Tag Archives: Michael Crichton

Friday Fiction Fixes #28…

The Andromeda Strain by Michael Crichton – 1969

517olYALNZL._SX296_BO1,204,203,200_I have read several novels by Michael Crichton – from his biggest successes to some of his lesser known work – and he made a career out of following a tried and tested formula when it comes to the layout of the science in his books. It’s a Michael Crichton trademark, and it all started with The Andromeda Strain, the first novel published under his own name.

Charts, diagrams, equations. You can probably skip a lot of it if you want, and cut out pages of text for your efforts. You won’t miss much in the way of overall plot, and a lot of it will go over your head anyway, but the science provides a depth of story and a richness to the characters that you just don’t get with many other authors.

There are a few uncanny similarities between some settings and plot developments in The Andromeda Strain and a specific draft of the novel I’m working on, which I only realised when I read this a few years ago. That draft has mostly been washed away now, but it was a little disconcerting to know that all my hard work had, well… already been published in the sixties!

However, it just goes to show you that when it comes to writing a novel, there are no new ideas or set-ups – only twists and spins on what has already been written.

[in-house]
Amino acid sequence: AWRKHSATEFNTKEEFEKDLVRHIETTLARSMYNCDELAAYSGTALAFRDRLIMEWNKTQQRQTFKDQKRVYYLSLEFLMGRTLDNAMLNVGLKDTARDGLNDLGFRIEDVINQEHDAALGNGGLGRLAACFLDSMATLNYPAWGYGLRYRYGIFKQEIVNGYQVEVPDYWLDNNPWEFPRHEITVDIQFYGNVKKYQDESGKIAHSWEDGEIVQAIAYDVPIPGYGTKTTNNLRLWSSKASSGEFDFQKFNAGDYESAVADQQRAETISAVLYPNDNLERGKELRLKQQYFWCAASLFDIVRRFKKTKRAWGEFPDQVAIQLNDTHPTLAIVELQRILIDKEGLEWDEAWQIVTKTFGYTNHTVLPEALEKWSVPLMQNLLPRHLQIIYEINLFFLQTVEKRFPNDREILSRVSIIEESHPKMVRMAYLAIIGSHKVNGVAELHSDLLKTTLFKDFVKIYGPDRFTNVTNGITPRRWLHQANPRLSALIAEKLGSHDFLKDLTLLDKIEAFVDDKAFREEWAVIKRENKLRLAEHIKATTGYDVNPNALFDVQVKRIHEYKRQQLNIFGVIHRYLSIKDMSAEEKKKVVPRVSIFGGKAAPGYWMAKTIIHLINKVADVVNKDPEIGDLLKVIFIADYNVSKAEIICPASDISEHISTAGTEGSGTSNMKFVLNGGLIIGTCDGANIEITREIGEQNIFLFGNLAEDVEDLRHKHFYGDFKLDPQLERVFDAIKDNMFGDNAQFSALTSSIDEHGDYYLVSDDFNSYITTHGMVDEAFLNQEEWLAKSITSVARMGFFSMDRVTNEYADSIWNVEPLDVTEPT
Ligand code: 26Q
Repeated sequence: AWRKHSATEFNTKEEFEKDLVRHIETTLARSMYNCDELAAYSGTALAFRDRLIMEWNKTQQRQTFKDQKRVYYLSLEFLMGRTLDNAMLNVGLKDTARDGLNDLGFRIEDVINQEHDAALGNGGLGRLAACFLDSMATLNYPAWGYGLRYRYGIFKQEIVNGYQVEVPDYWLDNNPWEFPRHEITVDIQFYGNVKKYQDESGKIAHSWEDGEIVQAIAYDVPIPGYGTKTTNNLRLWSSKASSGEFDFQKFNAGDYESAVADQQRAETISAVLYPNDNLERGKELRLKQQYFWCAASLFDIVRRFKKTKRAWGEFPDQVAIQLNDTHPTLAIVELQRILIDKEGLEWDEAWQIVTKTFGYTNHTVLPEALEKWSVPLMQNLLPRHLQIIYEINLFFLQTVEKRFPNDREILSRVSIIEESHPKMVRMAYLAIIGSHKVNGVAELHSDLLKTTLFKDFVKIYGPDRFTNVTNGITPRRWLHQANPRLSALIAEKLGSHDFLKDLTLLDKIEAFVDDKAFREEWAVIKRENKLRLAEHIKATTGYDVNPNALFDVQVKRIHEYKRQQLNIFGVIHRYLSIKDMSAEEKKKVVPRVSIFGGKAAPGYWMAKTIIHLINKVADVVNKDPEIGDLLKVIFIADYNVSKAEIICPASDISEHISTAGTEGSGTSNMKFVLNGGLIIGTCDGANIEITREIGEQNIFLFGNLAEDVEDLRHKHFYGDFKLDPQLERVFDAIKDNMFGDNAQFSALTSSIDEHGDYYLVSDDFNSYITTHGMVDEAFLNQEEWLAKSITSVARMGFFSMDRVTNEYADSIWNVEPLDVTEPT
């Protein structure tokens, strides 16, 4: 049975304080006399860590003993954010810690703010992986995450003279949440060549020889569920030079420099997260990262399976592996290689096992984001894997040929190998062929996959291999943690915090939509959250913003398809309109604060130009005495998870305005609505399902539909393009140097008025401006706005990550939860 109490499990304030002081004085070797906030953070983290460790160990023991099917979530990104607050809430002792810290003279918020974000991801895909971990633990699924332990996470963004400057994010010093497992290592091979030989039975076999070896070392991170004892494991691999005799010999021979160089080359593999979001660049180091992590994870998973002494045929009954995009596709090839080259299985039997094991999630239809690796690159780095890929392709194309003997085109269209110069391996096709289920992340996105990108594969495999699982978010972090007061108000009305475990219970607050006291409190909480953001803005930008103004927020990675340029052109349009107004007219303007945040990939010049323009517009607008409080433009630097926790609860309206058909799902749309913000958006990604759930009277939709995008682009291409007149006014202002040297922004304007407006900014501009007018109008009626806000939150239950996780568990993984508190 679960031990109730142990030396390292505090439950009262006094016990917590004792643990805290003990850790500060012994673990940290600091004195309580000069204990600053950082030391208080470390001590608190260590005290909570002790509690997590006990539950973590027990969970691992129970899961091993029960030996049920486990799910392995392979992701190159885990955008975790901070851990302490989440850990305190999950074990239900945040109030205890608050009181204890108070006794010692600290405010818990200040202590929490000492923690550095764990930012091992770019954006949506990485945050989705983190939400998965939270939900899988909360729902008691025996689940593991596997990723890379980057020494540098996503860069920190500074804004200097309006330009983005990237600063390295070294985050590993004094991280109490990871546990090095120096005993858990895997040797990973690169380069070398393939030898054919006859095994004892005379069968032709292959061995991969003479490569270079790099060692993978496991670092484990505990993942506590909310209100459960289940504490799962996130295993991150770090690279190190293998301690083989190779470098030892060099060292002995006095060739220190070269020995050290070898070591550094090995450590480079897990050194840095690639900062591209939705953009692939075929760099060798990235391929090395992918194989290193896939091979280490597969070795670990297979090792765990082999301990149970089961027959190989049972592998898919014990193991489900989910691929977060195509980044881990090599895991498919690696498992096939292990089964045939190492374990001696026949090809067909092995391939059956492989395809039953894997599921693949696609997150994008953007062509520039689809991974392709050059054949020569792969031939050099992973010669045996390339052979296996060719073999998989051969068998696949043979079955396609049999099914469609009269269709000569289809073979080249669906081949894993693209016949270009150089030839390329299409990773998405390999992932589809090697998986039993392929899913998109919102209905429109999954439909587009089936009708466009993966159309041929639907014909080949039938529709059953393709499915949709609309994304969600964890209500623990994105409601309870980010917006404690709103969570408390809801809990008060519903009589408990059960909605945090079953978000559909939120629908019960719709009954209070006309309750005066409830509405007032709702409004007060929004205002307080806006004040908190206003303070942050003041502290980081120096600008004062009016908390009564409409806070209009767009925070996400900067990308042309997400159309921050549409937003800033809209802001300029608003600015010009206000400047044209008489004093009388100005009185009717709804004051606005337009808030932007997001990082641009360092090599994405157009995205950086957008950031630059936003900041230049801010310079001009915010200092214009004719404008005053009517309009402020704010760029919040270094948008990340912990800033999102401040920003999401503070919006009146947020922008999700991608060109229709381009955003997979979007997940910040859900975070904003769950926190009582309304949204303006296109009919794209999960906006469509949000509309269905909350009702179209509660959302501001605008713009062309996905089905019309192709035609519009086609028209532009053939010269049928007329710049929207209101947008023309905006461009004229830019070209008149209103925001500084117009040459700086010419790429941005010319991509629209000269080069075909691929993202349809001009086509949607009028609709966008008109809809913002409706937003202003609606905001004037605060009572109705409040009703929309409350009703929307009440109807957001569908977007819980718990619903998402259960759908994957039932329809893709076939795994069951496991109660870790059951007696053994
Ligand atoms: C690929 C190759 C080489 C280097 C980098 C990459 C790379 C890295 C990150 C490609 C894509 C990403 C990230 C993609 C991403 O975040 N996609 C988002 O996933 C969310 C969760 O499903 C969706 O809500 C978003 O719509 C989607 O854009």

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Friday Fiction Fixes #16…

The Swarm by Arthur Herzog – 1974

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I picked up The Swarm from a second-hand store many years ago, and it sat at the bottom of my to-read pile of books for a while before I got around to reading it.

The Swarm is an entertaining and fairly short read about an influx of killer African bees to the United States, and follows them as they move from town to town, taking out everyone in their path. Although an entirely fictional account of events, it takes a leaf out of what Michael Crichton did in most of his novels by including enough scientific-looking charts, graphs and diagrams throughout the text to make what you are reading seem authentic.

The Swarm was published in the early seventies, at the height of the general fascination with disaster stories, but where Hollywood was more focused on earthquakes and buildings catching fire, this novel benefits from tapping in to the public’s fear of the unknown. Bees, yeah… but killer bees.

In fact, the novel was somewhat influential in ushering in a plethora of less than stellar stories about animals taking over, over the next decade or so. Of course, The Swarm itself was turned into a particularly awful B-movie a few years later, but the less said about that the better we’ll all be.